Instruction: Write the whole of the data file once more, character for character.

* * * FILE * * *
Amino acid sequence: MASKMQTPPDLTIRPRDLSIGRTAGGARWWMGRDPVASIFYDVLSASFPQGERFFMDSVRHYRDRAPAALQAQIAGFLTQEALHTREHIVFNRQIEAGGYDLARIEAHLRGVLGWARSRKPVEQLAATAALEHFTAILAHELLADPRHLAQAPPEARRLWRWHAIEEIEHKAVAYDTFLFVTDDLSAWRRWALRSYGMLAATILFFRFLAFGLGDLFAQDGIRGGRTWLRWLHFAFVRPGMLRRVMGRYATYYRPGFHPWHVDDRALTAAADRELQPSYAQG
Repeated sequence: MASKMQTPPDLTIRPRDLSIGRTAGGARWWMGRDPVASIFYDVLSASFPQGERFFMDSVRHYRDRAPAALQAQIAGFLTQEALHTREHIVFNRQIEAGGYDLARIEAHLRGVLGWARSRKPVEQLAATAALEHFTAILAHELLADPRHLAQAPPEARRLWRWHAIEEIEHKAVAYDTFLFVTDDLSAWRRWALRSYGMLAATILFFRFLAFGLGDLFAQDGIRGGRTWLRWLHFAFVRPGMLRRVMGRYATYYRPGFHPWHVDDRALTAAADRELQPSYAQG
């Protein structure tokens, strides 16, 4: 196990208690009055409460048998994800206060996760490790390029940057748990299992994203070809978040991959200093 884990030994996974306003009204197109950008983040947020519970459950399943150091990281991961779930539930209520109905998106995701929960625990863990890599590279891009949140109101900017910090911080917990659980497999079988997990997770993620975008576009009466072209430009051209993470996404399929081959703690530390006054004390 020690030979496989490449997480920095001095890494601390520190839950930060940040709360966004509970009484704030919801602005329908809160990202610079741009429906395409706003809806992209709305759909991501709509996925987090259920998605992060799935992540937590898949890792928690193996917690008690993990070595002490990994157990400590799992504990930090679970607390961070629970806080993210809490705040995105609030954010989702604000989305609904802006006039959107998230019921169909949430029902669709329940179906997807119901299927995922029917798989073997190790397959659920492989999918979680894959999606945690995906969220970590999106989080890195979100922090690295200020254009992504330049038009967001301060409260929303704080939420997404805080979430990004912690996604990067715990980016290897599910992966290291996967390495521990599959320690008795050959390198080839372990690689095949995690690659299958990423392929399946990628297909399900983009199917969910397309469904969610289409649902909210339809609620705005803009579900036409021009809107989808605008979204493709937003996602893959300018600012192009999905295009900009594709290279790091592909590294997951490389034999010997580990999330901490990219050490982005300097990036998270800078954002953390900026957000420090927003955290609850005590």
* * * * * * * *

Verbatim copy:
Amino acid sequence: MASKMQTPPDLTIRPRDLSIGRTAGGARWWMGRDPVASIFYDVLSASFPQGERFFMDSVRHYRDRAPAALQAQIAGFLTQEALHTREHIVFNRQIEAGGYDLARIEAHLRGVLGWARSRKPVEQLAATAALEHFTAILAHELLADPRHLAQAPPEARRLWRWHAIEEIEHKAVAYDTFLFVTDDLSAWRRWALRSYGMLAATILFFRFLAFGLGDLFAQDGIRGGRTWLRWLHFAFVRPGMLRRVMGRYATYYRPGFHPWHVDDRALTAAADRELQPSYAQG
Repeated sequence: MASKMQTPPDLTIRPRDLSIGRTAGGARWWMGRDPVASIFYDVLSASFPQGERFFMDSVRHYRDRAPAALQAQIAGFLTQEALHTREHIVFNRQIEAGGYDLARIEAHLRGVLGWARSRKPVEQLAATAALEHFTAILAHELLADPRHLAQAPPEARRLWRWHAIEEIEHKAVAYDTFLFVTDDLSAWRRWALRSYGMLAATILFFRFLAFGLGDLFAQDGIRGGRTWLRWLHFAFVRPGMLRRVMGRYATYYRPGFHPWHVDDRALTAAADRELQPSYAQG
């Protein structure tokens, strides 16, 4: 196990208690009055409460048998994800206060996760490790390029940057748990299992994203070809978040991959200093 884990030994996974306003009204197109950008983040947020519970459950399943150091990281991961779930539930209520109905998106995701929960625990863990890599590279891009949140109101900017910090911080917990659980497999079988997990997770993620975008576009009466072209430009051209993470996404399929081959703690530390006054004390 020690030979496989490449997480920095001095890494601390520190839950930060940040709360966004509970009484704030919801602005329908809160990202610079741009429906395409706003809806992209709305759909991501709509996925987090259920998605992060799935992540937590898949890792928690193996917690008690993990070595002490990994157990400590799992504990930090679970607390961070629970806080993210809490705040995105609030954010989702604000989305609904802006006039959107998230019921169909949430029902669709329940179906997807119901299927995922029917798989073997190790397959659920492989999918979680894959999606945690995906969220970590999106989080890195979100922090690295200020254009992504330049038009967001301060409260929303704080939420997404805080979430990004912690996604990067715990980016290897599910992966290291996967390495521990599959320690008795050959390198080839372990690689095949995690690659299958990423392929399946990628297909399900983009199917969910397309469904969610289409649902909210339809609620705005803009579900036409021009809107989808605008979204493709937003996602893959300018600012192009999905295009900009594709290279790091592909590294997951490389034999010997580990999330901490990219050490982005300097990036998270800078954002953390900026957000420090927003955290609850005590």